In general, to mitigate the indiscriminate use of antimicrobials, without the prescription and guidance of a veterinarian or supervision, it is necessary to improve the guidance to farmers through training courses involving practices of hygiene, biosafety, sanitation, adequate facilities that support a healthy life of animals avoiding the occurrence of diseases or infections, improvements in nutrition, waste management, using vaccines to boost the immune system, as well as vitamins, minerals, plants, prebiotics, probiotics, bactericides and bacteriophages2. Moreover, healthcare worker interference should be dynamic including consumer orientation regarding the proper use and disposal of drugs43. In addition, the subject of public health and the assumptions of One Health need to be included in the curriculum of undergraduate healthcare courses, including veterinary and human medicine42.

Disposal of animal healthcare services waste

This study showed that many of the practices adopted for the disposal of AHSW in rural areas are inadequate. The highest percentages of glass, plastic and sharp objects waste were disposed in the domestic trash, while leftovers from treatment drugs were reused (36.2%), indicating that the acquisition of larger quantities than those prescribed for the treatment is occurring, that the dose administered was not according to the prescription and/or there is a need for fractionation of the marketed drugs. Another worrying datum is the high percentage (82.5%) of farmers who inappropriately dispose of expired drugs (domestic trash, soil and drain), while only 11.8% return them to the place where they purchased the pharmacological products.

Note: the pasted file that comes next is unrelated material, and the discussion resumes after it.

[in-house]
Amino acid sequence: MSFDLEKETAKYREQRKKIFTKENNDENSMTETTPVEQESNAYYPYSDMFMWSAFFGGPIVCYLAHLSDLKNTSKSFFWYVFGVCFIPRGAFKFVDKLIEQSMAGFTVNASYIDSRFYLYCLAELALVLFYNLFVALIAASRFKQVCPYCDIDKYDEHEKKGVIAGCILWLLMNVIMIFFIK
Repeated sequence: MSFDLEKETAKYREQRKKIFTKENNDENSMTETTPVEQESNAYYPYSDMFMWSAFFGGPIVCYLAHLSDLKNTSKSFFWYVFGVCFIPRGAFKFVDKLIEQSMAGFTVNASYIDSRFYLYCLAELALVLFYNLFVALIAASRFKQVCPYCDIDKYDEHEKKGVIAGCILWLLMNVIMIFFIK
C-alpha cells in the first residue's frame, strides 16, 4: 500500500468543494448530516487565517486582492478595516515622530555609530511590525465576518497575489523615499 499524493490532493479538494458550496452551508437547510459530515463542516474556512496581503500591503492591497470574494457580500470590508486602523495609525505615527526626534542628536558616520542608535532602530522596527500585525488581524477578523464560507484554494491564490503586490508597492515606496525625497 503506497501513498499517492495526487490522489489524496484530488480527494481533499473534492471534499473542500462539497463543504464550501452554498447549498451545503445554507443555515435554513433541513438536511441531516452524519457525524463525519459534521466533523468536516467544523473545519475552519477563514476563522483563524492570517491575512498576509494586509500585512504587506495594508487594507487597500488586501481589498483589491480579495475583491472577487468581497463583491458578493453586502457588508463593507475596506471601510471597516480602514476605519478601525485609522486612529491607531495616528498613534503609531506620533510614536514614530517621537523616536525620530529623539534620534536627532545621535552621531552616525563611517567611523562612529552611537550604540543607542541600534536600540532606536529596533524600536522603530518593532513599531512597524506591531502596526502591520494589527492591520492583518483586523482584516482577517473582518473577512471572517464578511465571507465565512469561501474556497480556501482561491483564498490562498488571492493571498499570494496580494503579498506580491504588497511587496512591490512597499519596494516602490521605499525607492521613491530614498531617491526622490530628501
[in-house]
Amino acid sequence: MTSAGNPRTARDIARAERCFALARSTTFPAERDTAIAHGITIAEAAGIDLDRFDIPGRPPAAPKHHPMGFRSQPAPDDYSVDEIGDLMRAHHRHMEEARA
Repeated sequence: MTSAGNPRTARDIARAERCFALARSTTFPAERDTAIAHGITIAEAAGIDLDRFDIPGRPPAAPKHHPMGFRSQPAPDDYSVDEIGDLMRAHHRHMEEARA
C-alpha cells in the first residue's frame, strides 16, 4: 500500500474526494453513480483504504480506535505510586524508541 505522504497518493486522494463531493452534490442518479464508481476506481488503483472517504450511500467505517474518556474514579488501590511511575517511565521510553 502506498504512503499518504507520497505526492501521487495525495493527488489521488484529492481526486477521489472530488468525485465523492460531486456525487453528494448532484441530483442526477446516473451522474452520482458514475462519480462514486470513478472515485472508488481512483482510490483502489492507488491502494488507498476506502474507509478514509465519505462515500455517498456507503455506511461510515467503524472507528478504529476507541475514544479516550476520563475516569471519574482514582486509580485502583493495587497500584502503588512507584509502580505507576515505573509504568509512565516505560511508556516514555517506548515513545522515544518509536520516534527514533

The results regarding the disposal of waste of veterinary drugs show a worrying panorama of possible environmental contamination. A similar result was also reported in the study conducted by Sekyere44, which showed that farmers dispose of their antimicrobial containers in ditches, dumps or directly on the ground. On the other hand, animal healthcare services establishments manage their waste more adequately, closely associated with the regulations and requirements of Brazilian legislation in force with healthcare service providers. According to Amarante et al.19, in a study carried out in the Lages, SC, most veterinary clinics (43%) dispose of drug leftovers as contaminated waste, pet shops (69%) in specific containers for chemical residues, however, many veterinary hospital professionals (32%) were unaware of the procedures adopted at the establishment. Moreover, 36% of individuals who work at clinics return the expired drugs to resellers, 62% of professional at pet shops store put away in containers for chemical waste and the interviewees of the hospital (48%) were unaware of the adopted procedures19.

In Brazil, due to the lack of sanitary structure of sewage treatment, the occurrence of drugs in the waste, surface and underground water is inevitable. This is evidenced in IBGE45 data that showed that only 52.2% of the Brazilian municipalities have a sewage collection service and 33.5% of the households are served by a sewage system. The inadequate disposal of drugs, especially in the domestic trash or in the sewage network, may contaminate water and groundwater resources20.

The location of the present study is situated on recharge areas of the Guarani Aquifer, considered the second largest aquifer in the world and it represents an important source of fresh water, whose physical characteristics of the Botucatu sandstone favor the contamination, mainly by chemical products. Thus, it is necessary to adopt agricultural and management practices that promote the rational use of pesticides and the proper disposal of animal healthcare services waste.

In addition to environmental contamination, improper disposal of these wastes can cause occupational hazards to recyclable waste pickers, as these wastes are composed of various materials including glass, sharp objects and drug leftovers, which may lead to accidents such as cuts, perforations and even non-oriented prescription46.